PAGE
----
The output file list at the end of the post has an entry "Java .jar file". To a snooper, this looks like an executable file, a program. Our implementation is simplistic, it merely replaces the content of a standard main.class file of Java executable jar with the scrambled message. But, to a snooper, a Java executable won't look as interesting as a text file and he or she will initially treat it as an unknown executable. Other executable formats would even be more formidable, say you wrote a C/C++ program with pernicious code to crash the operating system and hide your message somewhere in the executable.

3) Use formats from your work or something related to your hobbies. Yes, Item 1 can be a hobby, but that's not what we mean.
The sample formats "DNA sequence" and "empty xml file" are meant as examples for work/hobby related steganography. If you are a biologist, some "DNA txt files" on your device will look perfectly natural.
If you are an English teacher, put the data into the "empty xml" and add a public domain book or poem  from Project Gutenberg. Again, a folder with "nothing" but Mark Twain books or some random English romantic poet's deeds provide good cover.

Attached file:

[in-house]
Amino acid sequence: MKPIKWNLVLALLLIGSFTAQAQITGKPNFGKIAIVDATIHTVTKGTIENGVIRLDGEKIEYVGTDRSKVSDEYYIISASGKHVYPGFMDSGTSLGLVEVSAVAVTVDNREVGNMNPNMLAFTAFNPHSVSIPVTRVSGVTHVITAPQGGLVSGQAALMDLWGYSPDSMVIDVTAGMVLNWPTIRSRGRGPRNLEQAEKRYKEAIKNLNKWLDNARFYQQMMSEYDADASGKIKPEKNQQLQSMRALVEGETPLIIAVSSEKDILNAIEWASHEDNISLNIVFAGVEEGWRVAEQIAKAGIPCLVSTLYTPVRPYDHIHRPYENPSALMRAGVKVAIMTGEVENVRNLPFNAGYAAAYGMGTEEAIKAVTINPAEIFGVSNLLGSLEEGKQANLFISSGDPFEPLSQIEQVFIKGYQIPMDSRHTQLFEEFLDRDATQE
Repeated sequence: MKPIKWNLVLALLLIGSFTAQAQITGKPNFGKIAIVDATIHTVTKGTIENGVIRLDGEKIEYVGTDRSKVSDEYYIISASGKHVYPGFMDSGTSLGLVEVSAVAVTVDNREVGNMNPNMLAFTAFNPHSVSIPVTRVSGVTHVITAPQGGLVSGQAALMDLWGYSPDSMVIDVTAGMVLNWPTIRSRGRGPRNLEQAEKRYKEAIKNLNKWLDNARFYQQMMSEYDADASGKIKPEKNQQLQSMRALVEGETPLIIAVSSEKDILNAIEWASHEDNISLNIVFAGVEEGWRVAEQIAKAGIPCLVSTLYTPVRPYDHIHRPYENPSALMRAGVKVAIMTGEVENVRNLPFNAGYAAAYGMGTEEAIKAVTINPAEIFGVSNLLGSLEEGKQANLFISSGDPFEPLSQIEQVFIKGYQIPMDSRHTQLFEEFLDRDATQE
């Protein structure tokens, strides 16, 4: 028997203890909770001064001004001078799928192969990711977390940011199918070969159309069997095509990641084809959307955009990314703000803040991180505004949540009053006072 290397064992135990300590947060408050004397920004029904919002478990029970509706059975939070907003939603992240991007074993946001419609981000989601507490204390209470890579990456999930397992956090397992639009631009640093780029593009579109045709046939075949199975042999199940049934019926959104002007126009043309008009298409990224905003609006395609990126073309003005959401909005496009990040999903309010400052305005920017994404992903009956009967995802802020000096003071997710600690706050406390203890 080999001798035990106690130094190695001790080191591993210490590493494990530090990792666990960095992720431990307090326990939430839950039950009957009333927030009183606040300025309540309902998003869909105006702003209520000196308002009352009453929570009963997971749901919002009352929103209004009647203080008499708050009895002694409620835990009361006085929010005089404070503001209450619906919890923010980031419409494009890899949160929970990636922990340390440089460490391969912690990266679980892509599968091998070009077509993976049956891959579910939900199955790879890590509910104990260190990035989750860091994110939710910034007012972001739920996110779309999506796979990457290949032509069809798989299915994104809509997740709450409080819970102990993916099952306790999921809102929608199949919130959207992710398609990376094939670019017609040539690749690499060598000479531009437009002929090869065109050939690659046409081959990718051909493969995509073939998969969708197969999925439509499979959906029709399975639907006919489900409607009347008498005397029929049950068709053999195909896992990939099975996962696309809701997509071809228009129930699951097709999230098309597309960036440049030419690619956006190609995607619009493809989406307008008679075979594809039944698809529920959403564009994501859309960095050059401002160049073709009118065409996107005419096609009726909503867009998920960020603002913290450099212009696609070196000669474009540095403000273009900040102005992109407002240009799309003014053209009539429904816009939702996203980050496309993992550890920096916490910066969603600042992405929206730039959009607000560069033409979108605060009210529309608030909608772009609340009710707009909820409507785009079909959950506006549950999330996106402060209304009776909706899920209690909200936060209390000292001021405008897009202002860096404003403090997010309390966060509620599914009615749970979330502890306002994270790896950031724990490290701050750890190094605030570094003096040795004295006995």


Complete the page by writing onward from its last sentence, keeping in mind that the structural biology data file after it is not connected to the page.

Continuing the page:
Suggestions for other professions:
If you are an engineer, extend the tool, write some output files based on standard formats from your daily work. How about a fake electronics component wiring diagram or some ChemDoodle Web drawings with a custom reader?
If you are a musician, use "note xml" or use standard musical notation with a customized optical character recognition module - similar to but more elaborate than the sample "hieroglyphs .png" implementation of the K-Landnews stego tool.

Computer games should be a fun container, too. You can make people play a game in order to reassemble data.

    The following formats are supported
     "binary or executable file": Using the File menu entries "Make binary double" 
    and "Combine binary double", you can now process binary files or
    executable (program) files. Similar to the Double Strand text feature,
    two output files will be created. The first one contains the scrambled 
    bytes of the binary file, the second the scrambled byte positions. To combine
    the two and recreate the original binary file, select the two files (bin1) and 
    "numbers" bin. Cuttlefish will write out a file ending in "redone" as the
    fully functional binary file. 

    "Double Strand": the text is saved into two files, one containing the characters,
    the other named "filename_nubers.txt" containing the positions of